Joe Biden has confirmed pledges from Walmart, UPS and FedEx to extend their working hours to put pressure on the U.S. and global economic recovery.
The three companies on Wednesday pledged to move towards a 24-hour, seven-day-a-week model as part of a broader effort to bridge the gap between excess demand and lagging supply.
Corporate America’s steps were unveiled at a White House conference hosted by Biden, who met with business leaders, port and freight officials, and union officials to discuss the crisis in the global supply chain.
“I know you’re hearing a lot about something called the supply chain and how hard it is to find different things from toasters, sneakers, bicycles to bedroom furniture,” Biden said after the event. “Today’s announcement is likely to be a game-changer.”
Senior officials in the Biden administration noted that UPS and FedEx together sent 400 percent of the American package in 2020 and that their move would inspire others to do the same. They have also teamed up with Target, Home Depot and Samsung to take steps to move more containers outside the port.
The Biden administration is pressuring rail freighters, trucking groups and ports to increase their own capacity to meet growing demand. Many have struggled to find adequate staff, and the lack of warehouse space near the port has exacerbated the barriers.
A senior administration official said Port of Long Beach, California, moved to work on the 2/7 schedule about three weeks ago, when neighboring port Los Angeles decided to join it with critical support from the International Lancer and Warehouse Union.
“It is up to the terminal operators to actually book cargo movements between those open and closed periods, so Labor has promised that they will be there. We know they are committed to it, ”the official said.
The move by the White House to increase the bell and capacity of corporate America more aggressively has come amid growing concern that the economic recovery will stall for a long period of supply chain constraints that could also contribute to rising inflationary pressures.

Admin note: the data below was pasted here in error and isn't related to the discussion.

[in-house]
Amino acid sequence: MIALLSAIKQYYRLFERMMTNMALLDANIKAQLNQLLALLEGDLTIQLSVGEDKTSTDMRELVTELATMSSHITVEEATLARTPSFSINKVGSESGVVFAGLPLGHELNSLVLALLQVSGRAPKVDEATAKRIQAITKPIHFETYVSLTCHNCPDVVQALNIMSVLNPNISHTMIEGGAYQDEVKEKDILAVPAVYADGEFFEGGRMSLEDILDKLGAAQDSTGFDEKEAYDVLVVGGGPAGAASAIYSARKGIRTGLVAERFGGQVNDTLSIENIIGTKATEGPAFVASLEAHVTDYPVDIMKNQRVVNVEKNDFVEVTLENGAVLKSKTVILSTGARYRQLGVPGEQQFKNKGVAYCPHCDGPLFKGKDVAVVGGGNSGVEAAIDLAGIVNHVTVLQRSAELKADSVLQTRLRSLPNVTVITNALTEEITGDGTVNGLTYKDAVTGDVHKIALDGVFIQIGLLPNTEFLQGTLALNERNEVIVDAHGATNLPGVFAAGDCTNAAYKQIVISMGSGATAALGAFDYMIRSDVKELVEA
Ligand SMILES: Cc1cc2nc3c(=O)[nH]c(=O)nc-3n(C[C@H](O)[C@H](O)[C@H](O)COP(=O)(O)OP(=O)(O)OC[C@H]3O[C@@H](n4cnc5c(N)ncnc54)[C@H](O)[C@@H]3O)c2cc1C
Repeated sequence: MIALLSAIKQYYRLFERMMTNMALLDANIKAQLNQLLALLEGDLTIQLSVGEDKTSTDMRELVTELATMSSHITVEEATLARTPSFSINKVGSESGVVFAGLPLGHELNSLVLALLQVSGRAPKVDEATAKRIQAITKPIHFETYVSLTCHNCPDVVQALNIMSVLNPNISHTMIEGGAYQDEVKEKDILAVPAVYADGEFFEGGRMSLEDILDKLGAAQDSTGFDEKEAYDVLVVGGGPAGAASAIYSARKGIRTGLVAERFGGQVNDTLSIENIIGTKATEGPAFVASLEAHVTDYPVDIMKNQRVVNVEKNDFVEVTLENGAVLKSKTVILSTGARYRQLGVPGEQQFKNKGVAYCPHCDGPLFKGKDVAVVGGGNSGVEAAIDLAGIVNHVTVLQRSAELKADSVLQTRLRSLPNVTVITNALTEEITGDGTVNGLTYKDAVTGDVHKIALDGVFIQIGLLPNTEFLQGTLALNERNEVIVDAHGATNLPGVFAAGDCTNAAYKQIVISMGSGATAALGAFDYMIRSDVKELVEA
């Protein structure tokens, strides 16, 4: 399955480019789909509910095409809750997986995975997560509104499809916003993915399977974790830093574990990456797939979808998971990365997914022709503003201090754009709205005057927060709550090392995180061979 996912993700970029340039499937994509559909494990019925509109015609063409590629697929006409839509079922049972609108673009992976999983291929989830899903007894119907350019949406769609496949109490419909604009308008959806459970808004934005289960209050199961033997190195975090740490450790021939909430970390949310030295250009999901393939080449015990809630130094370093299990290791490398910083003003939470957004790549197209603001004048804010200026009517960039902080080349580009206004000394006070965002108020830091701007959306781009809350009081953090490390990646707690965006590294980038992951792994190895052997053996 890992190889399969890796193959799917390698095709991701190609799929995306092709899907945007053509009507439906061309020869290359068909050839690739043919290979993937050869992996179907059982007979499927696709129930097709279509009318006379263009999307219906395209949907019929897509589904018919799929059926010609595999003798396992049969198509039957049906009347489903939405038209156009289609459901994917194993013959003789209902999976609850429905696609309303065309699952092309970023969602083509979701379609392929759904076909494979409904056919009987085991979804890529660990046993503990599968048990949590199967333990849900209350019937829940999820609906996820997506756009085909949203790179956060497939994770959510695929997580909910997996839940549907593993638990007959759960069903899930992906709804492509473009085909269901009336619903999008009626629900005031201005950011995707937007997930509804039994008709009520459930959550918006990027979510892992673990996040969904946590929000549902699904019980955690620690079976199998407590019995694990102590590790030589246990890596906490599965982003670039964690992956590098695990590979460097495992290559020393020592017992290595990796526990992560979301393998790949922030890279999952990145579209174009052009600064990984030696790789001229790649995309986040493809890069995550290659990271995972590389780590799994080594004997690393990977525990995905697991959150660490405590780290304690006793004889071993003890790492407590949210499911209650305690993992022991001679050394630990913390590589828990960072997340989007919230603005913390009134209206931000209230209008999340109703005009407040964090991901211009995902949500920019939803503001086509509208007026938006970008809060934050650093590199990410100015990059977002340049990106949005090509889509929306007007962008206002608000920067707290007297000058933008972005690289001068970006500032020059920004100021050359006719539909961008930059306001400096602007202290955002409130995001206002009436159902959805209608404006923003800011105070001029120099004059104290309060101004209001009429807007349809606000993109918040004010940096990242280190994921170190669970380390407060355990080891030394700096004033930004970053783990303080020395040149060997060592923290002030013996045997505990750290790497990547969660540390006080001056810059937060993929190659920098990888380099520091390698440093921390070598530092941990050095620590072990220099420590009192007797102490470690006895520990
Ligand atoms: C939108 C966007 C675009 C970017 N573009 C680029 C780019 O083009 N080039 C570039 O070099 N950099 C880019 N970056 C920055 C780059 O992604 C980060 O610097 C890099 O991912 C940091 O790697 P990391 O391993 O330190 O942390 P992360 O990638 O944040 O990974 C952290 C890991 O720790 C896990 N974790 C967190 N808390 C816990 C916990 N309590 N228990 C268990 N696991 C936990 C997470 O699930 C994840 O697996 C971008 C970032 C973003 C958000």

In an interview with CBS on Tuesday, U.S. Treasury Secretary Janet Yellen said supply chains were “very under pressure”, noting that “about 100 ships” were docked outside the ports of Los Angeles and Long Beach “awaiting shipment.” But he was also confident that the problems would be solved.
“There could be isolated shortages of goods and services in the coming months. But there is ample supply of goods. And I think consumers have no reason to panic at the absence of the things they want to buy at Christmas, ”Yellen said.
Some analysts warned that the measures announced on Wednesday would not be enough. Gartner research analyst Brian Whitlock, who specializes in chemistry, said it would be too late for retailers to alleviate the holiday season worries.
“It’s taking 60 days to get out of what’s sitting in the ports today, so Christmas is gone,” he said. “Sure, each helps a little but in terms of what needs to be done it’s a drop in the ocean.”
IHS market data measures how fast port process containers show North American ports are one-third as efficient as Asian ports.
“Because of this coveted lockdown, you have a highly efficient port to send these large ships into the waves,” he said. “They are unloading these huge ships. . . One-third of those ports are efficient. At the end of the day they need to do a better job of unloading the container from the port. ”
According to a fact sheet distributed by the White House, Walmart specifically promises to increase its nighttime hours “significantly”, its “throughput” – or capacity – by “50%” over the next few weeks.
UPS has promised to work around the clock and share more data with the port. FedEx said it would change rather than double the amount of cargo out of port at night.
Biden’s attention has intensified over the years as it has become a source of weakness for the otherwise strong, stimulus-fueled U.S. economic recovery and a potential point of political weakness for Democrats ahead of next year’s midterm elections.
In June, the president created a task force to tackle supply chain problems between semiconductors to rare earths and pharmaceutical ingredients. But the supply chain crisis has now escalated to more basic consumer goods, putting additional pressure on corporate America to help clear backlogs.
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